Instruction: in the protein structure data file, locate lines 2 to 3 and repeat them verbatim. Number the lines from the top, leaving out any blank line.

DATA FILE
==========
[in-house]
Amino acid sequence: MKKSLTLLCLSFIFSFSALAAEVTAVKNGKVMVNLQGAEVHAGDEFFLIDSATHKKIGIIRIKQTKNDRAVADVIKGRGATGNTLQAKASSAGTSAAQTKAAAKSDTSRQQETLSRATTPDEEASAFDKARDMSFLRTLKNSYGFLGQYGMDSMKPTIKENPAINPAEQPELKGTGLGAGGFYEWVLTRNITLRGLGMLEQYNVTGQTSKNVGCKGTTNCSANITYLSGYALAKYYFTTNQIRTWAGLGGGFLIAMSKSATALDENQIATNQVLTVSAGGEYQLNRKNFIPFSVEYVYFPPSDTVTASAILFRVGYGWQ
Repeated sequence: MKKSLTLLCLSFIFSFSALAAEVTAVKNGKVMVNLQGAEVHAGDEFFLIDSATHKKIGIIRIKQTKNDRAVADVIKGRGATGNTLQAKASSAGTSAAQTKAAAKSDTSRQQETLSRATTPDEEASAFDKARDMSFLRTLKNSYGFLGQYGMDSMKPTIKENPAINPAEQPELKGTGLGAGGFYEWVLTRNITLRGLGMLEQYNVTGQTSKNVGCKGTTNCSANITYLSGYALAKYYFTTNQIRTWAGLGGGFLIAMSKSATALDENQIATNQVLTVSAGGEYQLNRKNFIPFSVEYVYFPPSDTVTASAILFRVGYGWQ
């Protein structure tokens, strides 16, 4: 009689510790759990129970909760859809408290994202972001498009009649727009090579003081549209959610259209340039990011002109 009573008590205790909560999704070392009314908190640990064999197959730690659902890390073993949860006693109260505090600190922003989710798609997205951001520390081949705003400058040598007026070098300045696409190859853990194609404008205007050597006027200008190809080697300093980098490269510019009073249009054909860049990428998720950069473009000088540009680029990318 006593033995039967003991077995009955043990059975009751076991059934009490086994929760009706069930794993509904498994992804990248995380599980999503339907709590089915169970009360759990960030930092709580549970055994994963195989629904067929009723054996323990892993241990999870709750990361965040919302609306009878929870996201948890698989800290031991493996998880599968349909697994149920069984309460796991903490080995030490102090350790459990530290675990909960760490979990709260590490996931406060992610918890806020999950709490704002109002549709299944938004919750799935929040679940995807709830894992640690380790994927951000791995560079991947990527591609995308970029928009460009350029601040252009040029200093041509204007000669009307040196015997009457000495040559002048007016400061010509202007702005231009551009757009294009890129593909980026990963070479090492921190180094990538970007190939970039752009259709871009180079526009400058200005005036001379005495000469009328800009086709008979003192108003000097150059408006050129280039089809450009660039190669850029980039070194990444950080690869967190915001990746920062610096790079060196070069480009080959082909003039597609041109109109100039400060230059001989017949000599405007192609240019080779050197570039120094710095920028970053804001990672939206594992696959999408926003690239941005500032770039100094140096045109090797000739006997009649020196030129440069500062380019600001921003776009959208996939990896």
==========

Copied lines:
Amino acid sequence: MKKSLTLLCLSFIFSFSALAAEVTAVKNGKVMVNLQGAEVHAGDEFFLIDSATHKKIGIIRIKQTKNDRAVADVIKGRGATGNTLQAKASSAGTSAAQTKAAAKSDTSRQQETLSRATTPDEEASAFDKARDMSFLRTLKNSYGFLGQYGMDSMKPTIKENPAINPAEQPELKGTGLGAGGFYEWVLTRNITLRGLGMLEQYNVTGQTSKNVGCKGTTNCSANITYLSGYALAKYYFTTNQIRTWAGLGGGFLIAMSKSATALDENQIATNQVLTVSAGGEYQLNRKNFIPFSVEYVYFPPSDTVTASAILFRVGYGWQ
Repeated sequence: MKKSLTLLCLSFIFSFSALAAEVTAVKNGKVMVNLQGAEVHAGDEFFLIDSATHKKIGIIRIKQTKNDRAVADVIKGRGATGNTLQAKASSAGTSAAQTKAAAKSDTSRQQETLSRATTPDEEASAFDKARDMSFLRTLKNSYGFLGQYGMDSMKPTIKENPAINPAEQPELKGTGLGAGGFYEWVLTRNITLRGLGMLEQYNVTGQTSKNVGCKGTTNCSANITYLSGYALAKYYFTTNQIRTWAGLGGGFLIAMSKSATALDENQIATNQVLTVSAGGEYQLNRKNFIPFSVEYVYFPPSDTVTASAILFRVGYGWQ